The Bedford Street location of Moustache closed at the end of last year and a successor opened a few months into 2023 on a bustling stretch of Seventh Avenue South (27 Seventh Avenue South, near Morton Street). The new interior isn’t much bigger — utilitarian with modern art accents — but the restaurant offers more options for sitting outside. I went with a friend to see if we liked the new place as much as the old.
The original Moustache opened on Atlantic Avenue in 1988, about a decade after Baghdad-born Salam Al-Rawi came to New York City. It was modeled on Lebanese bakeries called furns that turn out fresh pitas and allow customers to bring their own toppings. In Brooklyn, Al-Rawi provided options like za’atar (an herb mixture) and lahm bi ajeen, but also included pizza fixings like mozzarella, basil, and tomato sauce. His topped pitas that he calls pitzas caught on and spawned imitators.
The Atlantic Avenue storefront continued to flourish — with it cited as a model of bridge building by way of food during the U.S. invasion of Iraq — meanwhile, among the three restaurants Al-Rawi would open around the city (and one in New Haven), he established a more comfortable and serene outpost on Bedford Street in the West Village.
The enhanced menu was based on dips served with his warm, paper-thin pitas; sandwiches; and chicken kebab, leg of lamb, and falafel platters, yet the pita oven remained the centerpiece of the restaurant. That location closed last year before it moved to where it currently resides.
The Seventh Avenue South location features an expanded menu, with items like mujaddara and foule among starters, and falafel, kebabs, and chicken-stuffed ouzi among specialties. And of course, there are pitzas. Ten dips priced between $10 and $11, define the menu, including one with a guacamole crossover, with avocado scallions, cilantro, jalapeño, tomatoes, and lime. We also got a plate of baba ghanouj with a smoky flavor, artfully arranged on the plate with a reservoir of olive oil in the center; and nivik, chick peas and spinach in a tomato sauce that remained very much in the background.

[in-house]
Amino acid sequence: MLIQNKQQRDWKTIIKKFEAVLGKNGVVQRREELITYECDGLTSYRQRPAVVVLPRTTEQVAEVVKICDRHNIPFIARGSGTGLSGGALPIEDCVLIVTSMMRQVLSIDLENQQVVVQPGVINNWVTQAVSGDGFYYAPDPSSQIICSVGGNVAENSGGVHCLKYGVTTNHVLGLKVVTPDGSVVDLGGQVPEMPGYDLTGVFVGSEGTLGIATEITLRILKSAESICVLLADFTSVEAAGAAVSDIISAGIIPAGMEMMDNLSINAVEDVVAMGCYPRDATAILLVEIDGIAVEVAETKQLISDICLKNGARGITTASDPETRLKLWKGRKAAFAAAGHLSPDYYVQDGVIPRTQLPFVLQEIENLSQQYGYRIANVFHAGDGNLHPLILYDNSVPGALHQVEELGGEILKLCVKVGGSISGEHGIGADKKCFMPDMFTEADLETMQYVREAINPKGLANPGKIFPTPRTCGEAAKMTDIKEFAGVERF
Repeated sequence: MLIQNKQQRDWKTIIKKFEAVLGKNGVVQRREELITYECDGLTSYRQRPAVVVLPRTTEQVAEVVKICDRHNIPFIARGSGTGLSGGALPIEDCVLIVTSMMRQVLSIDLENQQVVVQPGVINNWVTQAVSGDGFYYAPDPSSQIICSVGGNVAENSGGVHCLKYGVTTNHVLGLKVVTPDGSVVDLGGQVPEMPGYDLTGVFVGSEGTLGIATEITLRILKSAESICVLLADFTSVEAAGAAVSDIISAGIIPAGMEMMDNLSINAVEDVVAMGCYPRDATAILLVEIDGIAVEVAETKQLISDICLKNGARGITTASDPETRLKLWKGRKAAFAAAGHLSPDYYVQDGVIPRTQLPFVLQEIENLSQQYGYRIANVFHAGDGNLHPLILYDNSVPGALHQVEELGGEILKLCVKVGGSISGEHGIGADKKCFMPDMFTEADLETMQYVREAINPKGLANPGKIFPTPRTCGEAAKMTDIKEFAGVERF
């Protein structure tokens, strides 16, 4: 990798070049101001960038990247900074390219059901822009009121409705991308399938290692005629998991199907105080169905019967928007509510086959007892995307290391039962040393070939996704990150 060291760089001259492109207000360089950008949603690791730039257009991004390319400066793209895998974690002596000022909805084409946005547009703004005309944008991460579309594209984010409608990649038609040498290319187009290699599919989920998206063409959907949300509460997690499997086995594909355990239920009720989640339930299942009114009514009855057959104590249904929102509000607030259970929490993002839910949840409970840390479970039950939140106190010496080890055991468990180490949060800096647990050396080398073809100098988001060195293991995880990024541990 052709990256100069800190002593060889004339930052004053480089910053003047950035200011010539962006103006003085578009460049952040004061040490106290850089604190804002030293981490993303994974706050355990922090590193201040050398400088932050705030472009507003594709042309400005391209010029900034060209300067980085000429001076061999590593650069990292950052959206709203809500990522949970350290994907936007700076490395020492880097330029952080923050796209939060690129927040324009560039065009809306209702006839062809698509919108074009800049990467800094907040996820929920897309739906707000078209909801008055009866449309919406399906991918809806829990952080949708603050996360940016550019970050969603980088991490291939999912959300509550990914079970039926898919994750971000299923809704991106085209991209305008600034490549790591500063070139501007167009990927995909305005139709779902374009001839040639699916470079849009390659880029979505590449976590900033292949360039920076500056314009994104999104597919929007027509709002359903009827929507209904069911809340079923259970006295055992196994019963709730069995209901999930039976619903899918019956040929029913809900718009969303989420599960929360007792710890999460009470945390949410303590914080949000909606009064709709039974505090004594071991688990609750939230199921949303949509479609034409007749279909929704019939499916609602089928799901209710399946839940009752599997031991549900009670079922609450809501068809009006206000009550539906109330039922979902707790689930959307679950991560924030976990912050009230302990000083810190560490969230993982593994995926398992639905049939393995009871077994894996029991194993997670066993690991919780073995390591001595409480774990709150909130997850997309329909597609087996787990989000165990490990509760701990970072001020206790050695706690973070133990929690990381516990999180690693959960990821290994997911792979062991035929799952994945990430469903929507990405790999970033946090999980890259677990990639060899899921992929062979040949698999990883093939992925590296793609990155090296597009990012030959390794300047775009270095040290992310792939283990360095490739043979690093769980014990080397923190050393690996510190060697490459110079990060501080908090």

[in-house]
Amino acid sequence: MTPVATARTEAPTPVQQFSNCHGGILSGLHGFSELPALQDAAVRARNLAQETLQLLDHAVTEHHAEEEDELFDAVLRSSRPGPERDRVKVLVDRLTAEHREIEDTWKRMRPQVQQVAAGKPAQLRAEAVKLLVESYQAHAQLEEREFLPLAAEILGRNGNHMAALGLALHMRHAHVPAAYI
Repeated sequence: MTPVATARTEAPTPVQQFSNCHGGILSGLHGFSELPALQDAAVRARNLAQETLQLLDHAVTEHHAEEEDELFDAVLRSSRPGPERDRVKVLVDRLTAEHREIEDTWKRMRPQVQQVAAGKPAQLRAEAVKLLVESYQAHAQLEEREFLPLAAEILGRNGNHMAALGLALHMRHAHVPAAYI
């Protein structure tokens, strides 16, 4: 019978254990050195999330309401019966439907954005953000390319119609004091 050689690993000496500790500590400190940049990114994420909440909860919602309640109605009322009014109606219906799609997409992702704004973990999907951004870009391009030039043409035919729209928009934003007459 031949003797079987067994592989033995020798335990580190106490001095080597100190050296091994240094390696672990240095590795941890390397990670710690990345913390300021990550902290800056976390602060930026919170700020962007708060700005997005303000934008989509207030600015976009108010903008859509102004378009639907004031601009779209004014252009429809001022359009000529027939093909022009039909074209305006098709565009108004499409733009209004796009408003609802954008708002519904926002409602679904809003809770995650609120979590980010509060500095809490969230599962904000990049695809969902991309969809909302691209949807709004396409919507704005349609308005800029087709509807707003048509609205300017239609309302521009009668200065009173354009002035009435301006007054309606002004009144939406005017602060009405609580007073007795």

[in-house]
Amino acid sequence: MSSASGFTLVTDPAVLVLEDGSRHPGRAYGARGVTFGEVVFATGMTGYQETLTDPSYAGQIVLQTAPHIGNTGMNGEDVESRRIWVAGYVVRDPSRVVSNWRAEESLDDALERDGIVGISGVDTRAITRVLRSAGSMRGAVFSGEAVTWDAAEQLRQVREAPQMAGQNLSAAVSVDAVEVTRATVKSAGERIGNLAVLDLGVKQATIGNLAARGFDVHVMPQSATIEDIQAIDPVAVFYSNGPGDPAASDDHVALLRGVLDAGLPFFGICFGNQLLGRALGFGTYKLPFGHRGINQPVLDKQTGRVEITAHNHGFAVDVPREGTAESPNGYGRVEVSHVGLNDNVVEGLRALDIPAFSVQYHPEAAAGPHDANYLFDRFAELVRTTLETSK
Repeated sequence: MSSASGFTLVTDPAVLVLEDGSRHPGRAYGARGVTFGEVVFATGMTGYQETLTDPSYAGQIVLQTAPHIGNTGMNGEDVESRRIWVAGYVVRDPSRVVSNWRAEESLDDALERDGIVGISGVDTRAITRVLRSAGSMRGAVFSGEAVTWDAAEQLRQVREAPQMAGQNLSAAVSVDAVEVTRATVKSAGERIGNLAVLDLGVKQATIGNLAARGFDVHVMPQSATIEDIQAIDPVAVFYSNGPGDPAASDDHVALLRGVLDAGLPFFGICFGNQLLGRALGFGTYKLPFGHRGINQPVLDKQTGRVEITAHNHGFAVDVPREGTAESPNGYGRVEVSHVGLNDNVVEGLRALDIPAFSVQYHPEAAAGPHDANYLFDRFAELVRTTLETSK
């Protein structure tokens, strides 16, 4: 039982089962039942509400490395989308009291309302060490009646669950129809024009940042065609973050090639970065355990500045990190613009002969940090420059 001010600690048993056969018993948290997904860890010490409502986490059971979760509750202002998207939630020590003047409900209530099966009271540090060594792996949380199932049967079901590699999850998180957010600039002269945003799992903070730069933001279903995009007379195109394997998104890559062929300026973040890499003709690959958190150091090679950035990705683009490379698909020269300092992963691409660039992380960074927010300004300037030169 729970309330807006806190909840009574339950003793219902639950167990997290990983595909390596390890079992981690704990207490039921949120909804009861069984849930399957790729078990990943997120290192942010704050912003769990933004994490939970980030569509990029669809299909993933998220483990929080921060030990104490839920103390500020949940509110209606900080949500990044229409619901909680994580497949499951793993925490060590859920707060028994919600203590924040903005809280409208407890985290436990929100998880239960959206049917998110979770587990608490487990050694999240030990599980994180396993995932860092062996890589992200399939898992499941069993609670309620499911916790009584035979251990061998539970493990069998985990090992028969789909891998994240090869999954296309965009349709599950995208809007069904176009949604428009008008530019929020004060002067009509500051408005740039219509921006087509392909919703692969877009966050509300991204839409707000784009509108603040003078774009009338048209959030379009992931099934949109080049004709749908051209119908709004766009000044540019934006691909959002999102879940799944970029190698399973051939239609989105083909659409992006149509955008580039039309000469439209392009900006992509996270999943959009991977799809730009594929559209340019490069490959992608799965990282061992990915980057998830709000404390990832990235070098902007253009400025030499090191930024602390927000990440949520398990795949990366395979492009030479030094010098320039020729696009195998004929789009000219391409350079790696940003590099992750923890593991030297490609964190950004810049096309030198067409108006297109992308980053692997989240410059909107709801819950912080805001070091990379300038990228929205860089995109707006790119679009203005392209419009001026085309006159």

With pita ($1.50 for regular, $2 for whole wheat), three dips could make a wonderful light meal for two people. In fact, with servings that tend to be on the large side, the dips remain the best part of the Moustache menu, with their unadorned presentation and ability to accommodate any number of hungry diners.
We got a pitza, of course, in this case the one called green ($16): leeks, scallions, and fresh herbs, and for no extra charge you can have it smothered — and I mean smothered — in mozzarella.
Meats like chicken and lamb kebabs, leg of lamb, and merguez can be made into sandwiches or platters, and there are vegetarian baked entrees, too, like moussaka and spinach pie. We picked the most expensive platter, lamb rib ($36), and the roll of glistening meat turned out to look more like a skirt steak than the bony and fatty lamb ribs we were expecting. The entree really needed a serving of rice pilaf to go with it, but this is a bread-only place.
Wine and beer — including Lebanese and Moroccan bottles — are available, but my favorite beverage is a homemade loomi ($4), a refreshingly bitter tea made with dried limes and only slightly sweetened. This is not a place to skip dessert, especially if you’ve just economized with a meal of bread dips. The muhalabia is especially good, a wobbly milk flan crisscrossed with raspberry puree and sprinkled with toasted pistachios. Mastiha, an ice cream made with mastic, has a piney taste and is especially refreshing in hot weather, like an end-of-summer vacation to the Catskills.